Should we study and teach Classical Sanskrit through examples from Classical literature only? Should we rather focus on Spoken Sanskrit? Are contemporary texts admissible?
I was surprised to read that Jan Houben seems to know the answer. In fact, in the Indology.info mailing list he praises Nalini Balbir’s new teaching method of Sanskrit (Le Sanskrit) in the following way:
It can be predicted that Balbir’s Le Sanskrit and its English version that is under preparation will indeed be a turning point because the natural demand of students will be, every year again, to learn the complete thing even if the preference of older generations of teachers will remain for some time with the outdated, very incomplete and inadequate grammars and teaching manuals […] to which they have become so emotionally attached. The older generations of teachers, hoping in vain that what they learned and taught was indeed “all” ever needed to learn of Sanskrit, might for a few more years succeed to mold new generations of students into the shackles of their old grammars and inadequate methods, but sooner or later the demand of students and interested public will become too strong to be neglected. Just as the fun of learning maths is in doing it, the fun of learning Sanskrit is in using it – also – for expression and communication. (my emphasis)
I have not read Nalini Balbir’s manual yet and, thus, her book is not under discussion here. Personally, I like Ashok Aklujkar‘s method and I would say that it already satisfies most (if not all) the requirements indicated by Houben, since it includes audio-samples of Sanskrit, contemporary texts written by Aklujkar as well as Classical texts, and drills for producing Sanskrit sentences.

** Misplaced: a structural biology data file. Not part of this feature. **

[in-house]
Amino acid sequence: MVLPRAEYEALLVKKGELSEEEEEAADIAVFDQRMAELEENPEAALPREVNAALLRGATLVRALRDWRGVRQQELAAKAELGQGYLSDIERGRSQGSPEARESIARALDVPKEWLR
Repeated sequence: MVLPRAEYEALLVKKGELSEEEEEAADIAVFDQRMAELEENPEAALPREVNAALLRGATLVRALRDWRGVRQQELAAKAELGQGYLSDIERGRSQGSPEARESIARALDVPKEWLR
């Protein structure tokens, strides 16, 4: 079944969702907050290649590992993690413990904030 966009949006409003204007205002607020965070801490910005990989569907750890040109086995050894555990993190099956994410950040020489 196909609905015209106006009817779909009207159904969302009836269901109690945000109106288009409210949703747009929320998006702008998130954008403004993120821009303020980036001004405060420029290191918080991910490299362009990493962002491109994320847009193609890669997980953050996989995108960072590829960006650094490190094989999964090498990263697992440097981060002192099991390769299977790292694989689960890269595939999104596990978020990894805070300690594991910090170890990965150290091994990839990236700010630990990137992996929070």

Anyway, this is not my point here.
What I would like to discuss is rather the assumption that “the fun of learning Sanskrit is in using it”. When I started teaching Sanskrit, I had already been in an advanced Sanskrit Conversation class (with Sadananda Das) and therefore I introduced an hour per week of spoken Sanskrit. My experience with that: Some students loved it, others did not. You know why?
BECAUSE WE ARE ALL DIFFERENT. Some come to Sanskrit because they studied historical linguistics, others because they are interested in Yoga. Some are aural types and remember very well what they have heard, others are visual type and rather remember what they have seen, and so on.
There is not a single, ideal type of student. Nor there is a single, ideal type of teaching method. Antiquarian-interested students have also the right to learn Sanskrit, haven’t they? Nalini Balbir’s teaching method might be excellent, but why should everyone just comply to its approach?
Can’t one just praise it without assuming that no other method is worthy of surviving?
(Should you say that it is the genre of praise which demands exaggeration, I beg to disagree. To deal with texts by rational human beings we need to assume that they mean what they say.)
Can’t one have fun in reconstructing the thought of Sanskrit philosophers?
Isn’t Sanskrit a huge forest in which different people can find different fruits?